The Freenet Message System is a message board system for Freenet. Get it here -> FMS

FMS Trust System FAQ

What's the purpose of this trust system? Do we need it at all?

Your instance of FMS[1] operates like this (very simplified):

  1. FMS compiles a list of existing FMS identities[2]
  2. FMS iterates over the list and downloads each identity's messages.

At each step of this latter stage, FMS faces the following choice:

Do I download messages from this identity, or do I ignore them?

The answer is provided by a condition involving trust. If at any point all gets too confusing, get back to this and remember that the whole function and purpose of the FMS trust system is to provide the rules for making the above decision.

Trust is not about liking or disliking some particular poster. It's not about affording some person trust, in the sense of feeling you could trust them with particular details you would not share with others, or anything like that. It's only about FMS deciding whether or not to download some particular identity's messages.

Why wouldn't I want to download some user's messages?

If it could be guaranteed that all identities would only insert messages you'd want to retrieve, indeed all this would be unnecessary. But in decentralized and censorship-free systems as Freenet and FMS aim to be, things are not so simple.

A malicious user might, for example, use an identity to insert a high number of large bogus messages. (Unfortunately there's no way to determine that a message is bogus before you actually retrieve it.) Among possible detrimental effects, this might cause your instance of FMS to tie up an inordinate amount of resources retrieving and processing those messages. This is called a denial of service (DoS) attack, and there were in fact several instances of such attacks on Frost, where they successfully disrupted the operation of many boards for an extended time period.

Another identity might (more akin to commercial "spam") persistently insert unsolicited messages to inappropriate boards and/or at an inappropriate rate. Some may consider this kind of behavior an attempt at disrupting communications.

Some users might consider both the above situations to be examples of "spam" and therefore wish their instance of FMS to reject those messages. (Surely you'll be able to think of further scenarios that might likewise be termed "spam".) Another group of users, however, might object to the latter situation being categorized as "spam", and prefer to limit their rejection of messages to the hard DoS.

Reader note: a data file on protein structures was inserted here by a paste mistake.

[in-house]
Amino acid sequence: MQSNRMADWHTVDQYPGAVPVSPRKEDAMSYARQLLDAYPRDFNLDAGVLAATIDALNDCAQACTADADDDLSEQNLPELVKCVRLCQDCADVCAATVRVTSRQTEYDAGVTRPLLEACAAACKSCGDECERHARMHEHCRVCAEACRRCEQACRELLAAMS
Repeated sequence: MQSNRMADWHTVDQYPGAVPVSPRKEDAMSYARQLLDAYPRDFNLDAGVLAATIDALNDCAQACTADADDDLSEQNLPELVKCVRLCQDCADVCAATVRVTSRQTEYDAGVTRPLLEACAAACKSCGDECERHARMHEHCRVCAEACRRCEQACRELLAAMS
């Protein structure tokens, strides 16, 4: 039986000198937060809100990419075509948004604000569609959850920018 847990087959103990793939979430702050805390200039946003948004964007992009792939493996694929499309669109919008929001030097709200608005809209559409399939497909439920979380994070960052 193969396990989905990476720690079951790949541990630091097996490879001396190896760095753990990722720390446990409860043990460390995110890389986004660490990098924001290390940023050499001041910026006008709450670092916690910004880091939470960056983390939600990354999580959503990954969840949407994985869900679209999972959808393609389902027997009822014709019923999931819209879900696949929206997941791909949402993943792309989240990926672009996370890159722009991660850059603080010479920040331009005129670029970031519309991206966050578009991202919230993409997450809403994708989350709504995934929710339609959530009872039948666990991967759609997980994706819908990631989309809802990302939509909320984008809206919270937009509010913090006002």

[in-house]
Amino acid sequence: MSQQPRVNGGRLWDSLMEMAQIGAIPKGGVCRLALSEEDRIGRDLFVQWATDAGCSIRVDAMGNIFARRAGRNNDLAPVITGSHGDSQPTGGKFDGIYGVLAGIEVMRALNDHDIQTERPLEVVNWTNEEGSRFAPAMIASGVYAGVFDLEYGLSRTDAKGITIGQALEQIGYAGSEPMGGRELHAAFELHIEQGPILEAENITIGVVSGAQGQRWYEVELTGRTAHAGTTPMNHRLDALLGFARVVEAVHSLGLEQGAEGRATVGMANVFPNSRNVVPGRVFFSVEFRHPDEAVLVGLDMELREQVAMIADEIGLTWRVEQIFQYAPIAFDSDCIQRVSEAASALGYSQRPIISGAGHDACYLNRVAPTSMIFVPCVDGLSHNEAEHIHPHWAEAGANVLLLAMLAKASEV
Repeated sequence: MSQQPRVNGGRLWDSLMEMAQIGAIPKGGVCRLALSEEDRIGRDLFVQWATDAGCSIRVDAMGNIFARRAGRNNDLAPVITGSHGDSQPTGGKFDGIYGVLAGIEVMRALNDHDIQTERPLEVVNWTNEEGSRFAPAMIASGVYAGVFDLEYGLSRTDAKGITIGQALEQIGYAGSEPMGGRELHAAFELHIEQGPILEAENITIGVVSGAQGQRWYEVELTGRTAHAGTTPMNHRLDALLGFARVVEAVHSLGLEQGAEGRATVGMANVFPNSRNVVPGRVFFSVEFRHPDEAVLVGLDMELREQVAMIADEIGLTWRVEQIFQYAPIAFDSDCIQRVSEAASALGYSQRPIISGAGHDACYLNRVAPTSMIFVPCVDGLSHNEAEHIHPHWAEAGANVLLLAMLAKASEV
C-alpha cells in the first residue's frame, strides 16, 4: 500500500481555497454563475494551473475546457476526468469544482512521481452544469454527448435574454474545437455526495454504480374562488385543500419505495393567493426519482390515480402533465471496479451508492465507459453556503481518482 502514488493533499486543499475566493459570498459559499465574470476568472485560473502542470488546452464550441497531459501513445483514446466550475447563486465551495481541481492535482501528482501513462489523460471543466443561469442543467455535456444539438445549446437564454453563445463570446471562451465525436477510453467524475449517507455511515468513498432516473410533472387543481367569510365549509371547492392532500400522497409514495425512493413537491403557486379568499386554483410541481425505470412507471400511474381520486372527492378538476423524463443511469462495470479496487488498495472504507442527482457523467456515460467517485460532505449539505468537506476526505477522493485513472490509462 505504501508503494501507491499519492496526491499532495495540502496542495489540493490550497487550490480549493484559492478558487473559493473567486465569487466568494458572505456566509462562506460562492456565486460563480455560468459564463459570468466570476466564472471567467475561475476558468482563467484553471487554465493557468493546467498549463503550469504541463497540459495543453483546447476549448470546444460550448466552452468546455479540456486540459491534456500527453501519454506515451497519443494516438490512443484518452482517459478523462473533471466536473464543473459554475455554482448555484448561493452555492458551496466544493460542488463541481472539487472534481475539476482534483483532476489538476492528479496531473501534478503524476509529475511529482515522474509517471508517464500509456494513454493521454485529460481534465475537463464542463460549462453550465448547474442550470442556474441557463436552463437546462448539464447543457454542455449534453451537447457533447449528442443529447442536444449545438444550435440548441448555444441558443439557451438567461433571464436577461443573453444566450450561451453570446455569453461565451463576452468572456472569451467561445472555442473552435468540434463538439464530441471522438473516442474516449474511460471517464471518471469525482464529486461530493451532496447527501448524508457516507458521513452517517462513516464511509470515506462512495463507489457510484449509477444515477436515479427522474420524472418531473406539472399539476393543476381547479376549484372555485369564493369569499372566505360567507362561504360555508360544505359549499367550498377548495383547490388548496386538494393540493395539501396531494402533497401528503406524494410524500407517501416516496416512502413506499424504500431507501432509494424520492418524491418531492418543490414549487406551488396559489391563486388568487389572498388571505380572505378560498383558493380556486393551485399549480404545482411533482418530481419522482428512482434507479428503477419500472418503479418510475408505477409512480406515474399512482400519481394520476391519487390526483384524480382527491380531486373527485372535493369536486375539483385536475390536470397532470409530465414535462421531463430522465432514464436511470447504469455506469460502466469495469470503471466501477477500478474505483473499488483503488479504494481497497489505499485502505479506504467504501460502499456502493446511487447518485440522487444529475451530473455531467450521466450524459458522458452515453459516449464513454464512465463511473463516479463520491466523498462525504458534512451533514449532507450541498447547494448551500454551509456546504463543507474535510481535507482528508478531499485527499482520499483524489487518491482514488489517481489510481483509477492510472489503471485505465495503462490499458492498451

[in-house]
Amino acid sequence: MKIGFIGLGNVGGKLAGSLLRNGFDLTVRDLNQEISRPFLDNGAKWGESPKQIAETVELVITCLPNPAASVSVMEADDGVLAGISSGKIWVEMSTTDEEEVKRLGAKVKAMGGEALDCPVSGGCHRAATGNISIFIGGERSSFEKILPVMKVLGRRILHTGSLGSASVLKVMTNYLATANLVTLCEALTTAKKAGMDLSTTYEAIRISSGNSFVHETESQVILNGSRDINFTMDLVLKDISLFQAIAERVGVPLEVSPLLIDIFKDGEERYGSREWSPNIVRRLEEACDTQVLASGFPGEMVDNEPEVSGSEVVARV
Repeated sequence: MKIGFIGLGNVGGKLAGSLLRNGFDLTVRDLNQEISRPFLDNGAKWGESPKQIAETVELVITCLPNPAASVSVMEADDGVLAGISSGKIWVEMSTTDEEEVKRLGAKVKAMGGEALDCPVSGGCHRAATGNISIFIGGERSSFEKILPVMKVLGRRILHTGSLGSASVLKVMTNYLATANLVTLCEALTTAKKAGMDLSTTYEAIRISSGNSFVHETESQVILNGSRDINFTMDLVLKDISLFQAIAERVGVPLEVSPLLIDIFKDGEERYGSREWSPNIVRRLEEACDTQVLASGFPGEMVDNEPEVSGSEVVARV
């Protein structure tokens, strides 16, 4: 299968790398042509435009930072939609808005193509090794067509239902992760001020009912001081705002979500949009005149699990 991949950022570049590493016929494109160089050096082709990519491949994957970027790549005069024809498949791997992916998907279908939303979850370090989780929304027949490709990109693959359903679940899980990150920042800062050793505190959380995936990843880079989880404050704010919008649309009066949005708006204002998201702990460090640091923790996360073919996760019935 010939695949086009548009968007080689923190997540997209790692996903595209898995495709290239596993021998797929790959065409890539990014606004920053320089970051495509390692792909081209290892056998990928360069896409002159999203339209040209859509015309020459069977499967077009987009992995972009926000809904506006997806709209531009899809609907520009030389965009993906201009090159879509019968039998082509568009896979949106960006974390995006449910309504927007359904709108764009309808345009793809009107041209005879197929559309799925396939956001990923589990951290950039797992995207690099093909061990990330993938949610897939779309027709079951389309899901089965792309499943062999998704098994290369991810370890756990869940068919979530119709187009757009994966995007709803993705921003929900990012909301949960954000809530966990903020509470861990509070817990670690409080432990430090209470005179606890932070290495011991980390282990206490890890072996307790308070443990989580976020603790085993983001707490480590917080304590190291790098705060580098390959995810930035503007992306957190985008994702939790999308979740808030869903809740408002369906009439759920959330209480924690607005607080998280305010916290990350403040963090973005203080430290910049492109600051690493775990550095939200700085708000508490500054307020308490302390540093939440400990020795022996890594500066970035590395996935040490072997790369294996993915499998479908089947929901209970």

As we see, in the end there will always be some disagreement as to what kind of messages constitute "spam" and therefore shouldn't be retrieved. Experience has shown that it's just not possible to arrive at a common definition (this is also why it's pointless to think of devising a fully automated system that would enforce such a definition.)

Fortunately, as we'll see, the FMS trust system doesn't require you to accept any particular definition, and it doesn't force others' opinions on anyone.

Then let me just mark the identities I don't want to receive messages from.

In fact, on a first approach that's just what FMS does. But the FMS system goes a bit further than that.

You could just use trust you assign yourself (in FMS this is called local trust) to tell FMS whether or not to download a particular identity's messages (this is message trust as we will see later). The default behavior is for everyone's messages to be downloaded. In such a case, trust levels could even consist of a simple binary yes/no, instead of a (0..100) range.

The downside to a local-trust-only system is that every individual user would be tasked with the whole burden of assigning trust. If an identity starts inserting spam, every single user would need to individually mark the spammer down. And, of course, a user that doesn't mark down the spammer in a timely manner wouldn't avoid getting hit by the wave of spam.

One possible remedy could be a sort of "early warning system", perhaps a specific board where users warn each other of spammers.

FMS, however, goes one step further: it allows users to share their trust assignments with each other, and to have their own FMS instance take into account trust lists of other users. (A user's trust list contains all trust levels he assigned to other identities.) And all this happens automatically.

FMS allows you to tell your instance to use selected trust lists published by your peers.[3] You do this by assigning trust list trust to those selected peers. It also allows you to share your own trust list.

(Note that you can't be forced to use any particular peer's trust list, and you can't be forced to share your trust list. Trust levels don't propagate but on a voluntary basis.)

This way, your FMS instance can reject spam if your trusted peers rate down the spammer, even before you locally mark down the spammer yourself. The system is not perfect, but it is hoped this will somewhat limit the effects of the spam.

We can say the FMS trust system contains both a local component and a peer-to-peer component.

You can choose to trust more that one of your peers' trust lists, and the resulting trust level (peer trust) will be a weighted average of all. The trust list trust is used as a weighting factor in the calculation (see example of trust calculation). This is why trust levels need to be expressed as a numeral (0..100) rather than a binary yes/no.